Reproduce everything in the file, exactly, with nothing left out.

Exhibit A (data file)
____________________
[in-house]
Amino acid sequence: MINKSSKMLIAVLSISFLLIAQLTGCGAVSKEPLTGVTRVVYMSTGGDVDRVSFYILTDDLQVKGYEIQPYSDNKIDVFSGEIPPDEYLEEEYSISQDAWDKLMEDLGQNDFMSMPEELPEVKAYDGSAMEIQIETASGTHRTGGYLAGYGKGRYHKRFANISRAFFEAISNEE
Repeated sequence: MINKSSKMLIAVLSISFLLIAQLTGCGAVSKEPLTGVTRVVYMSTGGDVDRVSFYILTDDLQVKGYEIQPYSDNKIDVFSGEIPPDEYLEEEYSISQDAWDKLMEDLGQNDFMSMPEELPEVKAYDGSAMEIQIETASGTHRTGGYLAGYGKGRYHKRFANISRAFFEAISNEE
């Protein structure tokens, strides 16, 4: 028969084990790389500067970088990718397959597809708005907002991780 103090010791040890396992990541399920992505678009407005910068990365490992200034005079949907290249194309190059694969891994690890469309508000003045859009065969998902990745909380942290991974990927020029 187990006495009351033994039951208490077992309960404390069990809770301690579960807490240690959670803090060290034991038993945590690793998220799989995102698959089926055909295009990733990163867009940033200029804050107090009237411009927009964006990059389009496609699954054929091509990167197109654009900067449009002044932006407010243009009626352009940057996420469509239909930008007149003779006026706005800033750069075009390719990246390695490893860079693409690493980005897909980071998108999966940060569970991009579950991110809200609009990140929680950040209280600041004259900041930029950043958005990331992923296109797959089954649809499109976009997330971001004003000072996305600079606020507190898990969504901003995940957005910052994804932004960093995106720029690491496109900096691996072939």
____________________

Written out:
[in-house]
Amino acid sequence: MINKSSKMLIAVLSISFLLIAQLTGCGAVSKEPLTGVTRVVYMSTGGDVDRVSFYILTDDLQVKGYEIQPYSDNKIDVFSGEIPPDEYLEEEYSISQDAWDKLMEDLGQNDFMSMPEELPEVKAYDGSAMEIQIETASGTHRTGGYLAGYGKGRYHKRFANISRAFFEAISNEE
Repeated sequence: MINKSSKMLIAVLSISFLLIAQLTGCGAVSKEPLTGVTRVVYMSTGGDVDRVSFYILTDDLQVKGYEIQPYSDNKIDVFSGEIPPDEYLEEEYSISQDAWDKLMEDLGQNDFMSMPEELPEVKAYDGSAMEIQIETASGTHRTGGYLAGYGKGRYHKRFANISRAFFEAISNEE
């Protein structure tokens, strides 16, 4: 028969084990790389500067970088990718397959597809708005907002991780 103090010791040890396992990541399920992505678009407005910068990365490992200034005079949907290249194309190059694969891994690890469309508000003045859009065969998902990745909380942290991974990927020029 187990006495009351033994039951208490077992309960404390069990809770301690579960807490240690959670803090060290034991038993945590690793998220799989995102698959089926055909295009990733990163867009940033200029804050107090009237411009927009964006990059389009496609699954054929091509990167197109654009900067449009002044932006407010243009009626352009940057996420469509239909930008007149003779006026706005800033750069075009390719990246390695490893860079693409690493980005897909980071998108999966940060569970991009579950991110809200609009990140929680950040209280600041004259900041930029950043958005990331992923296109797959089954649809499109976009997330971001004003000072996305600079606020507190898990969504901003995940957005910052994804932004960093995106720029690491496109900096691996072939």